However, I’m also looking forward to seeing what good things can come out of this situation, and hopefully, I’ll be creating a new way to connect with you all!

Has anyone else out there had a rough experience after Covid? What has helped you?

Let me know in the comments below!

Published by Christy Collins

Hi, I'm Christy! I'm a health coach who helps people overcome SI joint dysfunction and chronic pain.

8 thoughts on “A change of plans

  1. Hi Christy, Sorry to hear you probably feel terrible – frustrated at the least. I didn’t have any covid vaccines, my husband had the first two, we finally caught it last May and both felt miserable, though with different symptoms. I didn’t feel “hopeful” for at least two weeks, and we both had residual effects. Pete kept coughing, it seemed like all Summer. I had a sore/raw throat into August which I had not read about anywhere, but my ENT seemed familiar with it/not surprised. I was more alarmed by covid’s overall effect on my heart rate. In the throws of being sick at the doctor’s office my resting heart rate was 130+ bpm; I have to really be hustling in a power walk to get it that high. And that continued well into the Fall. I had watched my heart rate on the Peloton monitor all the time for the last number of years and had never seen it soar like it did post-covid, and I do mean for months after the fact doing the same workouts I had been doing for the past number of years. I’m also thinking about a coworker who would, after covid, feel fine until she was wrapping up a CrossFit workout – her bouts with shortness of breath took her through the cardiac Dx circuit (EKG, ECHO, halter monitor, etc). I can speak for the 3 of us, it was TIME (I know, I know, sorry) that resolved our lingering symptoms. Vaccine or no vaccine, covid is no joke and seems to hijack everyone’s body systems differently. Even the the fit/active don’t seem to be exempt. I do hope you absolutely feel like yourself again soon.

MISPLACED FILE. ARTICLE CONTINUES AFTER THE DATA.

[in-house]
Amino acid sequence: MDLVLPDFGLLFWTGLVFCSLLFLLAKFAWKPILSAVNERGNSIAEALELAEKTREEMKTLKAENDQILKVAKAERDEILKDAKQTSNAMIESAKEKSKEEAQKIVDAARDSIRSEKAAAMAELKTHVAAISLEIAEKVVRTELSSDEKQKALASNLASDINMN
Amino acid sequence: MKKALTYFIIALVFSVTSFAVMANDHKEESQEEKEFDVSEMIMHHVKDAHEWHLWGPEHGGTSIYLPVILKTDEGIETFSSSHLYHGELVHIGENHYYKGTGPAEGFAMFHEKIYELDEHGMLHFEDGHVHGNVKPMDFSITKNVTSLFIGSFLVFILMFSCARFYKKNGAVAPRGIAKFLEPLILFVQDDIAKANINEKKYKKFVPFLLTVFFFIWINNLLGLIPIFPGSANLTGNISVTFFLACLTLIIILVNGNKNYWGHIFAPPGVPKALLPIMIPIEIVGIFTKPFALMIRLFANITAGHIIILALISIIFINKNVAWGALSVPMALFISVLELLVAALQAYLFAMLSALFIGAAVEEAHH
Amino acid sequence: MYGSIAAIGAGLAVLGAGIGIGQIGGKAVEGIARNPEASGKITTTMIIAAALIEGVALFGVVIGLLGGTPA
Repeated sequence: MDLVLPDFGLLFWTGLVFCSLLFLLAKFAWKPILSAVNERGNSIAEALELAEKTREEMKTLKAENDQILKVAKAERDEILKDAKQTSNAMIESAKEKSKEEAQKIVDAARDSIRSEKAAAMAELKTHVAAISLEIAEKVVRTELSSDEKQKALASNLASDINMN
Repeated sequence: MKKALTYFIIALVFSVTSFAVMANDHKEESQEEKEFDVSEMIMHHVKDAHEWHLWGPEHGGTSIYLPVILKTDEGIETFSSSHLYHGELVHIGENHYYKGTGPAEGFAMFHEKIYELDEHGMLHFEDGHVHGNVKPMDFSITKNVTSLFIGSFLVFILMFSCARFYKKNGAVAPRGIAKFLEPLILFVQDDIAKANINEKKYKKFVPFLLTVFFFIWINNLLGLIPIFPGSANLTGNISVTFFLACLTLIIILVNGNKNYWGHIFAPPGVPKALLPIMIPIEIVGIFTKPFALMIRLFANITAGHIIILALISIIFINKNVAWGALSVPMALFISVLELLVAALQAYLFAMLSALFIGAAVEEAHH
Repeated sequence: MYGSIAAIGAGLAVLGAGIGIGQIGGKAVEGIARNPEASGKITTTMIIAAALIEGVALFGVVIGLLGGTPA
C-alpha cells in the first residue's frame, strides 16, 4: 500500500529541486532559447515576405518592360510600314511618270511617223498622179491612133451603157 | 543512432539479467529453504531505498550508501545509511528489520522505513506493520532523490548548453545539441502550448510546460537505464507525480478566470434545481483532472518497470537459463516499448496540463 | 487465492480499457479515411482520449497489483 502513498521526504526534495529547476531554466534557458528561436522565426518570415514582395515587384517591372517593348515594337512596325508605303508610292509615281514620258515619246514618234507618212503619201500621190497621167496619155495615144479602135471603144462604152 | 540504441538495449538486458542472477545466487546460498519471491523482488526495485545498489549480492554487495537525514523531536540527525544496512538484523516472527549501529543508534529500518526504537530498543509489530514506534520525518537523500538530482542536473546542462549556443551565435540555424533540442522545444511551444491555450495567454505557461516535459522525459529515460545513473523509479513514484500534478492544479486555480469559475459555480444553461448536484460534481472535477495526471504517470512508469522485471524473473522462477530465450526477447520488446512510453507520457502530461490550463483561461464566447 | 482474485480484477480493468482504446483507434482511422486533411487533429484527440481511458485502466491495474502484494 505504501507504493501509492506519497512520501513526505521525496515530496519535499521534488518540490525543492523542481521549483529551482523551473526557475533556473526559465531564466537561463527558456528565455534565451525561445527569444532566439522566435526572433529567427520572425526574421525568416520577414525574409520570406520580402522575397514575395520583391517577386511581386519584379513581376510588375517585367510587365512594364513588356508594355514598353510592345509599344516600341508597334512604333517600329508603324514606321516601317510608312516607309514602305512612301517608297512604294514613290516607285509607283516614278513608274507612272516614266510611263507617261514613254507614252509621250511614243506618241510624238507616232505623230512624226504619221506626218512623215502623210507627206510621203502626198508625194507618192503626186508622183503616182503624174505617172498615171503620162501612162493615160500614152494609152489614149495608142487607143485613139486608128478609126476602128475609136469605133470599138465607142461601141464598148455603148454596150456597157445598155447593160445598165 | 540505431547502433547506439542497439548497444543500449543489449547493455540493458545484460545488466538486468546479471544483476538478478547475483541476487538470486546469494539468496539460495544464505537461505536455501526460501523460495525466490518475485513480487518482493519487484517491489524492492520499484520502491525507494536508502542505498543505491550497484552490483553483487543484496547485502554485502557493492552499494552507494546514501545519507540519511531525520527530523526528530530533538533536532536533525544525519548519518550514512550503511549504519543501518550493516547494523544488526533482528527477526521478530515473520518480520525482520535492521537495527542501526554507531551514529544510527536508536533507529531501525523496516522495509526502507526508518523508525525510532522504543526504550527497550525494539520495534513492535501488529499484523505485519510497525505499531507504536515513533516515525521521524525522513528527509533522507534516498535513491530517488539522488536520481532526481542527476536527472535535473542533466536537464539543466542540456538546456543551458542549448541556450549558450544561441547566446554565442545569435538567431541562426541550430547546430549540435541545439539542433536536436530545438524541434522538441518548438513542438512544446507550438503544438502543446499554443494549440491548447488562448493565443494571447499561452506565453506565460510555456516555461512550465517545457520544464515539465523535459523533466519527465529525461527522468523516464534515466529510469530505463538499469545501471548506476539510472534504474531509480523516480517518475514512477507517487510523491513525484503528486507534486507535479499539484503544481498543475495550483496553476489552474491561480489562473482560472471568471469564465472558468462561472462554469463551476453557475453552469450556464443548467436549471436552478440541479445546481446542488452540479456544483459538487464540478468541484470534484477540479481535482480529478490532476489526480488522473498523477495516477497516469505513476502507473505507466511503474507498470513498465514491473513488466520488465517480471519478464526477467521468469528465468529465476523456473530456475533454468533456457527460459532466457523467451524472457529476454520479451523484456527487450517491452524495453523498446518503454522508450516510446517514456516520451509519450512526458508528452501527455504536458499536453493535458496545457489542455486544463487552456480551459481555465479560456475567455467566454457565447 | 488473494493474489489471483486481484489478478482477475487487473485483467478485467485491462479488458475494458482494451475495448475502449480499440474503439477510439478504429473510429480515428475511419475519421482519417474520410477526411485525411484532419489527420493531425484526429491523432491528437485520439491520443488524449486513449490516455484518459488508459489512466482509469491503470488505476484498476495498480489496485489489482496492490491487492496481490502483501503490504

Liked by 1 person

    1. Thank you so much, Amy. It’s so helpful to read others’ experience and know that their symptoms resolved, even if it took a while. Sorry to hear about what you all went through, but I’m so glad that everything ultimately resolved. The heart rate stuff sounds scary – so glad you got through it!


  2. Hi Christy, So sorry to hear what has happened to you.
    I think of you often, ever since my coaching call which is a year ago now! You have been invaluable to me just seeing what my overall problem was confirming SI joint dysfunction, secondary to being on the Hypermobility Spectrum, after many, many years, you joined up the dots, a revelation!
    Sadly though I have not yet found the right medical help and have not found the strength to move forward.